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Column: New resolutions for a new year

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Since it's extremely difficult to make and keep resolutions for oneself, and since there are a lot of different subjects out there--none of which are worth a whole column--here comes an end-of-the-year mix of stuff I've got on my mind.

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First, regarding your confusion regarding your natural gas and electric bills, J.C., which you mailed to me from the East Coast, with the question: "Am I getting taken?" (Well, yes you are, but when it comes to energy costs, so are all of us.)

About the only thing that's not confusing that you can buy any more is LP gas and fuel oil, which comes by the gallon. As for natural gas and electricity, the adders, surcharges, and abbreviations are, it almost seems, a deliberate attempt to make sure you cannot compare your bills to others, and thus cannot complain.

First, I was surprised about the base cost of a kilowatt out there, at a fraction over 8 cents. My rural electric co-op, which has access to most of the U.S.A.'s coal next door, is over 9 cents. So far, so good. The rest, however...

1. A "Dist." charge. That means "distribution charge." They're adding 3.3 cents on to help defray the costs of their wiring system. Poles, lines, underground, etc. Now you're paying more than we are around here.

2. "Transition" charge. Not much, a tenth of a cent. My best guess here is that this is for the automatic computerized switches that hook their grid up to someone else's, for when they run short of power.

3. "Transmission" charge. At 1.7 cents, I believe they've just added another category so that number 1 above doesn't look so large. But wires "leak" electricity, so you must leak money to compensate for that.

4. "Energy efficiency" charge. At 0.6 cents, they're defraying costs of meeting federal and state mandated efficiency updates. Better transformers, maybe some wiring things in here. Who knows.

5. Finally, a "Renewable energy" charge. This, at half of a half of a cent, goes toward meeting the federal 20 by 20 mandate, meaning 20 percent renewable energy by the year 2020. Around here, they're still giving us the option to get in and pay more for our electricity, or not. You don't get that option.

So, basically, you're paying about 8 cents for a KW, and almost as much again for various delivery and mandated charges. At nearly 16 cents, you're about where I understood the East Coast to be, cost wise.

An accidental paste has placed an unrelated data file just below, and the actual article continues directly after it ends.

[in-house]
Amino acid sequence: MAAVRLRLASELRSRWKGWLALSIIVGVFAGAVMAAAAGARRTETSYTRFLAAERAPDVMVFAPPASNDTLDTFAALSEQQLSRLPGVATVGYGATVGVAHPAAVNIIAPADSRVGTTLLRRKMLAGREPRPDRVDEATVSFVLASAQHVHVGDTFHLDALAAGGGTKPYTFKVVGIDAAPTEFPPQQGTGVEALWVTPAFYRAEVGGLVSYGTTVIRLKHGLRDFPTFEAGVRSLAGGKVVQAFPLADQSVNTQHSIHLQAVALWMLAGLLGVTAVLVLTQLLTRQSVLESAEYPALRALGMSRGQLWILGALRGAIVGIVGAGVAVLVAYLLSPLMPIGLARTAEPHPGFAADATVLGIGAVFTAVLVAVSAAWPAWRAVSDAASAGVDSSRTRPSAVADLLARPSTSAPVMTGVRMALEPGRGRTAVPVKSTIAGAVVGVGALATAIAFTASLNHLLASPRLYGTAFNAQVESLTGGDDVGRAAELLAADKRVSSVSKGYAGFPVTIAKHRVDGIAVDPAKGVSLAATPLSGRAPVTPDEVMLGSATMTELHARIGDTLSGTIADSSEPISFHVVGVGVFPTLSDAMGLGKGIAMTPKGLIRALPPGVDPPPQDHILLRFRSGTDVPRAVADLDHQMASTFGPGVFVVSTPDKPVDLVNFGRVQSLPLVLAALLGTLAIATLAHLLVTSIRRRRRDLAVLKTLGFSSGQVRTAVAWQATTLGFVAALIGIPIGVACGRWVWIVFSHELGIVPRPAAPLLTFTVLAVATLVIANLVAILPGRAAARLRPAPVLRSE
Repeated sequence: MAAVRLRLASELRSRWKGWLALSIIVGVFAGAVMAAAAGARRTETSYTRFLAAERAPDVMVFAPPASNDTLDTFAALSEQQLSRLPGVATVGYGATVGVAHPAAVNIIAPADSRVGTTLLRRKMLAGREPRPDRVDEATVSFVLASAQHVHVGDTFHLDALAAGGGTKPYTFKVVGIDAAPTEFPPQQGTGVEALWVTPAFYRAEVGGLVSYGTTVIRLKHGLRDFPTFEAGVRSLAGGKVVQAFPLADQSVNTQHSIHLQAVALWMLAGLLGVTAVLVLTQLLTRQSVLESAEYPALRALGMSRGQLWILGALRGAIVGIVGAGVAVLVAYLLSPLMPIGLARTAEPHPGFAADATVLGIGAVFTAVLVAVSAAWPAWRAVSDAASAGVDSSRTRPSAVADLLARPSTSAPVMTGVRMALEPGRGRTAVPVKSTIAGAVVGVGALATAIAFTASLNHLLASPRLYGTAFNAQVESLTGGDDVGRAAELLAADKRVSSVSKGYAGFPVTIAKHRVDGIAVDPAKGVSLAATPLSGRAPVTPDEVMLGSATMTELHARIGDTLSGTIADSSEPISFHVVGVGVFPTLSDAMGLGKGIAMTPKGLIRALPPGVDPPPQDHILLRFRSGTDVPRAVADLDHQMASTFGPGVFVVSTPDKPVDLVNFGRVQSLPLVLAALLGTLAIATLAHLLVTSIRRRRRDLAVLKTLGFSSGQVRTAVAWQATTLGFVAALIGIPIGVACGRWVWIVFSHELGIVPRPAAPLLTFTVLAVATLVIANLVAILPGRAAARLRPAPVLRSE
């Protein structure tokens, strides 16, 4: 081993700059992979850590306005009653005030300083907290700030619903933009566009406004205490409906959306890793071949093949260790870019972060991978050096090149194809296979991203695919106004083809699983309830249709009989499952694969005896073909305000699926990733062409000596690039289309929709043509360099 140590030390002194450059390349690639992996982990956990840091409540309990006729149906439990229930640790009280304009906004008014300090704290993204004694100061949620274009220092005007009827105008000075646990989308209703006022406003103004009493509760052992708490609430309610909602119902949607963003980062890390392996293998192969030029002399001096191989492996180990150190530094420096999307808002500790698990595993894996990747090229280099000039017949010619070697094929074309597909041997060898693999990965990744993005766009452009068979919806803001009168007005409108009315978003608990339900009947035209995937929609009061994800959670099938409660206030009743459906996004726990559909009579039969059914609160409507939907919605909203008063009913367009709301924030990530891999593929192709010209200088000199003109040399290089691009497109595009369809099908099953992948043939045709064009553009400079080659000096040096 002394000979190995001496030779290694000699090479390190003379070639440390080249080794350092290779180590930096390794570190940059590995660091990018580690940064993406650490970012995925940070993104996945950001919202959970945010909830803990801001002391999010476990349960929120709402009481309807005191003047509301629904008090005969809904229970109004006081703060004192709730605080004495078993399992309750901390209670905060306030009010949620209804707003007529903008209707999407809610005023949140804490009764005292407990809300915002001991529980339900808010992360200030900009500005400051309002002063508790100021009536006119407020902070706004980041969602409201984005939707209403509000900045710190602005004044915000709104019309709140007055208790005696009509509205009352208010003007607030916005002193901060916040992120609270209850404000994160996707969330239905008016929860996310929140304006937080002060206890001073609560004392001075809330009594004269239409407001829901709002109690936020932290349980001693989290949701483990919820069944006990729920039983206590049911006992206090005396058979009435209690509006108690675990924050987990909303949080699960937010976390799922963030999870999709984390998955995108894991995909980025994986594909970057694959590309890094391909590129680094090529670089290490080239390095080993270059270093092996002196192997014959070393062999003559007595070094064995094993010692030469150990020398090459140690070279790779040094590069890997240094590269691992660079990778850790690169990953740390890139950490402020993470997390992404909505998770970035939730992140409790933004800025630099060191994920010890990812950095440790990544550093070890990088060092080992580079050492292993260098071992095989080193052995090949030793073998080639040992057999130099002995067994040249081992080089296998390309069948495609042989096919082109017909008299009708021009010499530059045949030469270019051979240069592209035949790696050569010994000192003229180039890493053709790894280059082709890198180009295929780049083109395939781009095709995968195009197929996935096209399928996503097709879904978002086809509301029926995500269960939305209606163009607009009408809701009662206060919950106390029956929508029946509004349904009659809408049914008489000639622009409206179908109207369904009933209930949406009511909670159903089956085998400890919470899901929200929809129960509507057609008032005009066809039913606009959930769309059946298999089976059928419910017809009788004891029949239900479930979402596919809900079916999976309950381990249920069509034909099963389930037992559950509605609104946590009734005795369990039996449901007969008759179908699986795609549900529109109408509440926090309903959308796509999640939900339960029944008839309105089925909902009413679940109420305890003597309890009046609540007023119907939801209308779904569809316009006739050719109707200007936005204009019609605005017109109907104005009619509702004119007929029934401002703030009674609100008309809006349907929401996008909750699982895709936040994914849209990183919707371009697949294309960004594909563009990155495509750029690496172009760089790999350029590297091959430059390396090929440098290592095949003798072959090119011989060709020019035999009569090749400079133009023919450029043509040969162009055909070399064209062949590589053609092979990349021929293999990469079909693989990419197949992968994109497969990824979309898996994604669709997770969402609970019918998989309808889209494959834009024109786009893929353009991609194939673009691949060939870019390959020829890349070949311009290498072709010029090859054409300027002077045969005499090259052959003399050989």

Your natural gas bill is simpler. You're getting by cheaply until they add minimum charges, thermal factors (gas expands and contracts with temperature, so they're adjusting for that, as winter gives you more gas in its cooler contracted state), distribution adjustments (a nice term for: "Hmmmm, where can we slide another surcharge in here, that will sound acceptable to the state board of rate adjustments). You start out pretty darned reasonable at $.836 (83 cents) for a CCF, or one hundred cubic feet, the "C" being the Roman "100" abbreviation. This is also referred to as a "therm," or 100,000 Btu's, just for confusion's sake, lest you actually understand this.

You start cheaply, but then the other charges nearly double your cost to upwards of $1.60. Again, about what I've read you should expect out there, being as there are no good ways to get a pipeline from the Canadian oil fields to you, which is where natural gas just pops up out of the ground "naturally."

So much for that. Anyone with questions can e-mail a bill to the newspapers; I'm sure they'll forward it to me for my interpretation.

Moving on, here are some of my resolutions for the New Year. They're not just for me. They're for other selected individuals.

First, here's one for all you lovers of white vehicles in Minnesota. My compliments for doing such a great job of selecting cars that look like snow banks so that they're not quite as obvious to the rest of us who are trying to avoid mayhem on the highways. Good job, you (I too have a partially white car).

Even better, kudos to those of you with white cars who, in a questionable attempt to make things even worse, decide to drive down the road at twilight with your parking lights on. That's just such a great help, notifying the rest of us that, if we do see you against the snowy background, we'll think you're parked (unlike you, my headlights are always on).

Finally, last but not least, here is notification of my attempt to place you somewhere south of the IQ bell curve's peak as you refuse to move over even a little bit when you see someone walking alongside the road. In this case, that's me. I expect, however, that you recklessly let anyone rash enough to walk on your road know that it's all really yours, so I'm projecting your behavior out to the general public, and not taking it personally.

The general public, at last analysis, is now officially 44 percent obese.

I hope they don't all take up walking as an exercise. There won't be any room left for you road hogs should that happen.

Happy New Year.

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